How will the US realize the goal of the Affordable Care Act to shift the balance of medical expenditures from today’s imbalance of 97% treatment/3% prevention, to a 70%/30% balance by the end of this decade? And, where might such a major effort begin?
These questions—and their answers—were at the core of a December 5 public policy forum, “Harnessing Community Support for Health and Well-being,” hosted by ACMHA—The College of Behavioral Health Leadership. The forum was unusual because, after decades of functioning as a kind of industry think tank, ACMHA members took their discussion straight to a Senate briefing room on Capitol Hill. The goals of their three-hour briefing, whose audience included many Congresional staff, were 1) demonstrating that the research base for a sustained prevention effort is in place; 2) highlighting of the enormous role of family and community factors in long-term individual and population health; 3) arguing for active engagement of families and children in community educational and prevention programs, and 4) calling on Congress for greater latitude in using available resources for disease prevention work.
Tom Bornemann, PhD, the director of mental health programs at the Carter Center (Atlanta, Ga.) launched the briefing by suggesting that “health is about more than health care,” and that in order to understand public health challenges, it is vital to recognize that “people don’t live in a bubble,” and that basic behavioral, environmental, and social determinants play an enormous and unappreciated role in long-term health.
Thanks to advances in knowledge, Bornemann asserted that it is now essential—for the US to “get past the point of playing catch-up” with public health problems. “We need to work upstream,” he said, suggesting that Congress help lead a new conversation about prevention that recognized the value of delivering research-based knowledge and prevention practices through innovative, engaging, and sustained community-based programs.
Public health problems rooted in childhood trauma
Vincent Felitti, MD, a clinical professor of Medicine at the University of California, continued the briefing by outlining the implications of the Adverse Childhood Experiences (ACE) study, which he co-authored. He began by juxtaposing a series of images. “What is it,” he asked, “that in a space of just 20 years, can transform the remarkable potential of a newborn like this into the reality of a homeless man lying in the street, like this?” Then, with images showing an obese woman at 408 lbs and the same woman, a year later, at 132 pounds following a medically-supervised fast, he asked what problem would cause this woman, after successfully losing more than 270 lbs, to regain 37 pounds in just three weeks, then go on to regain more than 400 pounds and disappear for 12 years before returning?”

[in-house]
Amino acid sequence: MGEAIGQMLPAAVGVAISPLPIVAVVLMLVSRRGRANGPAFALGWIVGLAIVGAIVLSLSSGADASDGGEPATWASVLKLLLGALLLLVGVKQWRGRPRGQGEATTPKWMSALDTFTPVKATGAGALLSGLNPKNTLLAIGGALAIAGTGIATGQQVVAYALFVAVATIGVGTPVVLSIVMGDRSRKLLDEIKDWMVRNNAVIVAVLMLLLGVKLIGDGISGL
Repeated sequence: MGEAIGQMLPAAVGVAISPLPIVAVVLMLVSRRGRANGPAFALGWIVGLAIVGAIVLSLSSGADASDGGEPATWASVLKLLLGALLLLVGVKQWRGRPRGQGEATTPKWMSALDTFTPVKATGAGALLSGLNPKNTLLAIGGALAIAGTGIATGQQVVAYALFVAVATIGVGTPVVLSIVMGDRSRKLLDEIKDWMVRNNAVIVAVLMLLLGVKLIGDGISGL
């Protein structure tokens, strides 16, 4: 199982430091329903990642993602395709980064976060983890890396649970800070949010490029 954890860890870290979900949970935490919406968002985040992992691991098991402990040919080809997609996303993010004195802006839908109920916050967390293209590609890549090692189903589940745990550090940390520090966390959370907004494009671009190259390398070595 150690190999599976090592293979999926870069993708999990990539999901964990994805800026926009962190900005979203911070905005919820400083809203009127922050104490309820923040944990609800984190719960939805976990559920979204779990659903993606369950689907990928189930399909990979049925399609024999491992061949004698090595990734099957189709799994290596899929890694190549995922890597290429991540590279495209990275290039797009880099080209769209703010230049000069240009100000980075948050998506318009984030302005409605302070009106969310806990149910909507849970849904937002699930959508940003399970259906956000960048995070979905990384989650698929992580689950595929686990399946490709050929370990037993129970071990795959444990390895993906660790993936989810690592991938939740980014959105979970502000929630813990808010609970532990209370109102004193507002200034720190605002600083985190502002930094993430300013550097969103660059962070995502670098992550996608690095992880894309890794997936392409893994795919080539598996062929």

The answer to both questions, he learned, was found in the detailed life histories of the individuals, specifically in After her sudden weight gain, the woman revealed a history of incest as a child. Subsequent detailed histories from 300 other individuals undergoing obesity treatment revealed a high prevalence of childhood abuse, neglect, or major family dysfunction. After sharing the findings with CDC researchers at an obesity treatment conference, Felitti joined with pediatrician Robert Anda, MD, to pursue a large-scale epidemiologic study to determine the prevalence of abusive or “adverse” experiences in childhood and their long-term impacts on life and health. The study would come to include over 17,000 mostly white, middle and upper-middle class, college educated people in enrolled in a Kaiser-Permanente Health plan.
In 1995, the release of the ACE study results—which focused on 10 ACEs that were prevalent among the original group of obese patients (figure 1)—demonstrated a “startling” prevalence of ACEs among the general population (Figure 2). Felitti added that subsequent analysis showed that two of three individuals report at least one ACE and that when one is reported, there is an 87% likelihood that one more is present and a 50% likelihood that two more are present but unreported. Felitti noted that, regardless of category, the ACEs were found to be “essentially co-equal” in terms of their long-term health implications.
Overall, he said that ACEs drive health risks to individuals in two ways:
· by increasing individual’s likelihood of engaging in risky health behaviors (overeating, smoking, drinking, drug use, risky sex) and
· by contributing to chronic stress that affects neurological and physical development by causing dysregulation of the body’s stress response and, over time, disruption of the molecular controls that modulate the expression of an individual’s genes.
Felitti explained that ACEs are readily detectable using simple ACE questionnaires and, once acknowledged, can contribute powerfully to the bond of understanding and trust between provider and patient and to the success of mental health and addiction treatment. But, history shows that ACEs usually go undetected because practitioners often fail to inquire about them. “These are difficult and uncomfortable issues to discuss with a patient,” said Felitti.
More ACEs can make treatment less effective
Felitti went on to demonstrate the powerful correlation between high ACE scores and significant increases in health risk behaviors and health problems . As ACE scores increase (Figure 3), individuals are: